Fortin: I do let them honestly and I think, you know, I tried to emphasize my point that the ideal scenario is to obtain the LP with explaining the rationale behind it, like we just discussed. But of course, if the patient is very reluctant, especially if they fit the typical demographics and symptoms and MRI findings, then I'll probably make sure that I have a really good follow up and treat them as, as I age patients. What about you?

Lee: I do the same. My second most common scenario is that they tried to do it and they couldn't get it. And then the patient doesn't like it because they were stuck. So many times do you let that person not have a lumbar puncture? Do you force them to have a fluoroscopic LP.

Fortin: I tried to have a copy. But again, I don't force my patients if, if I feel like I'm pretty confident about the diagnosis, although you know, we want to call this probable IH as opposed to definite Ah, but I'm mostly comfortable. Again, if they fit the right demographics and symptoms and MRI findings.

Lee: My third most common scenario is if they're on aspirin, or some sort of anti-platelet or anti-coagulation, and my neurologist won't do it on any of those agents, do you say “look, you got to stop this medicine and have a lumbar puncture?” Do you let that person have no LP?

Fortin: I think you know, it's all the same approach. I think even for that patient. You know, ideally, if you're able to do it safely, depending on the reason why they're on these medicines in the first place. Ideally, you stop the medicine if you have the agreement of their neurologist or other practitioner who prescribe the medicine and you obtain the LP. But again, you have to make sure you're safe and doing that. So I don't do that myself. I want to make sure that the physician who or prescribe the medicine is in agreement. What about you?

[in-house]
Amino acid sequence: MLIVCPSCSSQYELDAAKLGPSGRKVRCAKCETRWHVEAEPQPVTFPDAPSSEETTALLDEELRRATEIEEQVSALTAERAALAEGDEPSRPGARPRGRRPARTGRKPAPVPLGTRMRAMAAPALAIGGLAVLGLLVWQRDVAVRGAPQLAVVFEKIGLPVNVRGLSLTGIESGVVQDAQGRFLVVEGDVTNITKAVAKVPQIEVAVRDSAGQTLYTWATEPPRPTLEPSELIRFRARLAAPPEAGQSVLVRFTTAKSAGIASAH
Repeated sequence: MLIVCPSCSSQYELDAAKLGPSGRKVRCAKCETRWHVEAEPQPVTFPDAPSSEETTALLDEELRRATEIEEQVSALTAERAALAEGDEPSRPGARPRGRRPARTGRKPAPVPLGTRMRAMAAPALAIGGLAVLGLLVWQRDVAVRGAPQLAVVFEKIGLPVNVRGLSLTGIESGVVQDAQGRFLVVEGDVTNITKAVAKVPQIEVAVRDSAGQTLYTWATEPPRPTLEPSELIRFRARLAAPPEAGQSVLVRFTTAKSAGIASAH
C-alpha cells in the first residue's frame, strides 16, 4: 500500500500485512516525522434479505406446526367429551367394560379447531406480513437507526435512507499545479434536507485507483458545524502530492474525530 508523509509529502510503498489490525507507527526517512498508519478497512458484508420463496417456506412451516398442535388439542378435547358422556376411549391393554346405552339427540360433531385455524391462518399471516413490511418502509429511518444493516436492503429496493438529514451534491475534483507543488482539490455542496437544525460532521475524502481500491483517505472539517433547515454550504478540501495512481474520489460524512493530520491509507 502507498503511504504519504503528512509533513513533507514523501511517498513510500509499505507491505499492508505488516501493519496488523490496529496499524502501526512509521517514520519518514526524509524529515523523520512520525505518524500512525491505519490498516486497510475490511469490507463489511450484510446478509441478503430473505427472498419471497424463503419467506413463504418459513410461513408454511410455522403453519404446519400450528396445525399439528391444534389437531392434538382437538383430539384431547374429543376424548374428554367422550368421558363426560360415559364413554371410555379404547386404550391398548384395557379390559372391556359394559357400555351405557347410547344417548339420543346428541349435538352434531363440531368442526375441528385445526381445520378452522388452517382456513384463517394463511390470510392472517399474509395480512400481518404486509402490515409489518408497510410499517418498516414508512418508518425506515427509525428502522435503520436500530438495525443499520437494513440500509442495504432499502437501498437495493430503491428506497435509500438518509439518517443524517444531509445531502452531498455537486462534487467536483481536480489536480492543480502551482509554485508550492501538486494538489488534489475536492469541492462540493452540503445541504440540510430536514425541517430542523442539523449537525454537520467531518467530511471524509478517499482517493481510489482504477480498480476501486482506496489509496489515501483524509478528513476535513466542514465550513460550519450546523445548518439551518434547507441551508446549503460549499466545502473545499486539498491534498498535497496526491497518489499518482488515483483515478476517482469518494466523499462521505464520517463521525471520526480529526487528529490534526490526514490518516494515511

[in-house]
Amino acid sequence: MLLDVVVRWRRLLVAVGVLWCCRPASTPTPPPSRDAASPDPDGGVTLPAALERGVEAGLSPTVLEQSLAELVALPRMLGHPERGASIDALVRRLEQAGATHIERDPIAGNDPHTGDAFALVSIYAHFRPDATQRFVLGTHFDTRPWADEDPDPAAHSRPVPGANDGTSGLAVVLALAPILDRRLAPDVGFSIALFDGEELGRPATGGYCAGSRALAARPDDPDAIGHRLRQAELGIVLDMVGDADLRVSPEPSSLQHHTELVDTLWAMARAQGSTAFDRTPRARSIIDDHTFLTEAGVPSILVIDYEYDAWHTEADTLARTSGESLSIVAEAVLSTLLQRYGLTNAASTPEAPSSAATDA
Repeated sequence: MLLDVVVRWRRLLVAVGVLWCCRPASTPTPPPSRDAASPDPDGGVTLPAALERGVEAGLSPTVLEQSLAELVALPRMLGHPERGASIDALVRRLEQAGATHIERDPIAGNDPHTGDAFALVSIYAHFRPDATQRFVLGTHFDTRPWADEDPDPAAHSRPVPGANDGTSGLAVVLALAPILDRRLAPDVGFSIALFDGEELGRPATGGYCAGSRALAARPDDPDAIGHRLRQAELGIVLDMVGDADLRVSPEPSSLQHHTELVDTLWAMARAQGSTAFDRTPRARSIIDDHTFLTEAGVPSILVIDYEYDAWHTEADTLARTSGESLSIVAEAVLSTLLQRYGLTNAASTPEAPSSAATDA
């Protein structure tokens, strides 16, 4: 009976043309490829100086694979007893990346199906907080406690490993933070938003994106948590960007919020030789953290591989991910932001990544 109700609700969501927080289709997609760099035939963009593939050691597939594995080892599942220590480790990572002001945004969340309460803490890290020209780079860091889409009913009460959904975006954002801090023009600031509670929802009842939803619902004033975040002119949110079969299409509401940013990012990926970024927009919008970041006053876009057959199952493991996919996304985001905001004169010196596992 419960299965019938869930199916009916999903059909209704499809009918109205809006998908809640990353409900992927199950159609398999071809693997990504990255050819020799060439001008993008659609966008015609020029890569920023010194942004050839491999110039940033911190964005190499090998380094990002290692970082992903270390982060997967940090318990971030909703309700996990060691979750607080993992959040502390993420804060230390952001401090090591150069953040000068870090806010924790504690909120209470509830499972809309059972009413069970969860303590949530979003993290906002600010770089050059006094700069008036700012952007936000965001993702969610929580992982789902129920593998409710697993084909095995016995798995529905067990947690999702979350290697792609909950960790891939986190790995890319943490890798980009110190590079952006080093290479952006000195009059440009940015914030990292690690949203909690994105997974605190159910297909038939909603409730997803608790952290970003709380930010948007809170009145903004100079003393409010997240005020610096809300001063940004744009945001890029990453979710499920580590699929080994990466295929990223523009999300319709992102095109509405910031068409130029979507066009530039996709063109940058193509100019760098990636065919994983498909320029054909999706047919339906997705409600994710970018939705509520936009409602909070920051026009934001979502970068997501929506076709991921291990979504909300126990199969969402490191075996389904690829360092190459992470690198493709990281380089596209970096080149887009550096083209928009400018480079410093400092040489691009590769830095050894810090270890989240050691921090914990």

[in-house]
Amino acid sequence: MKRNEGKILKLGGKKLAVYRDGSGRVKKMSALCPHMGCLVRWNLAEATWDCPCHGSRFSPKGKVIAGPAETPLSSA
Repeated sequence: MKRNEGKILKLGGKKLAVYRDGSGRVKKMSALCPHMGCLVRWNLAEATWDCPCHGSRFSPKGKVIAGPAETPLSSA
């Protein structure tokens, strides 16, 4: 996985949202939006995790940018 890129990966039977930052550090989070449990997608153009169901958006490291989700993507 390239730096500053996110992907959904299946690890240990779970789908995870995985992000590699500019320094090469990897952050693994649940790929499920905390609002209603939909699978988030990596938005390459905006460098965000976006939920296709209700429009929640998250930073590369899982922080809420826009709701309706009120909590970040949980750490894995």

Lee: Same. And do you document anything different if they don't have an LP on their chart?

Fortin: I will call them probable IH. I think it's important to keep that level of suspicion that we've never fully made a definite diagnosis and also to keep in mind that if there's anything atypical, you might want to go back to your diagnosis and do some more workup for these patients, or you want to be careful. We've all seen cases of, it's rare, but it does happen of patients with spinal cord tumors or leptomeningeal disease. Now, it is brought up in this in this study, most commonly, these patients will have some sort of atypical features, whether it's their age, the gender, whether it's, you know, symptoms like nausea, vomiting, so you really want to get a good history. But despite all these being negative, we've all been surprised once or twice in our career with a patient that had alternative diagnoses. And I think we have to keep an open mind if things don't evolve the way we think they should.

Lee: So I think should lumbar puncture be required for it? Ah, yes. No. Yes, they're atypical in any way. No, because some people just can't have it or refuse or whatever. And maybe you can get away with it. But with caution, yes. No, maybe. Anything else you want to tell our audience today, Elizabeth?

Fortin: No, I think that sums it up. Very well. And

Lee: That concludes another edition of the NeuroOp Guru. We'll see you guys next week.

Fortin: See you next week.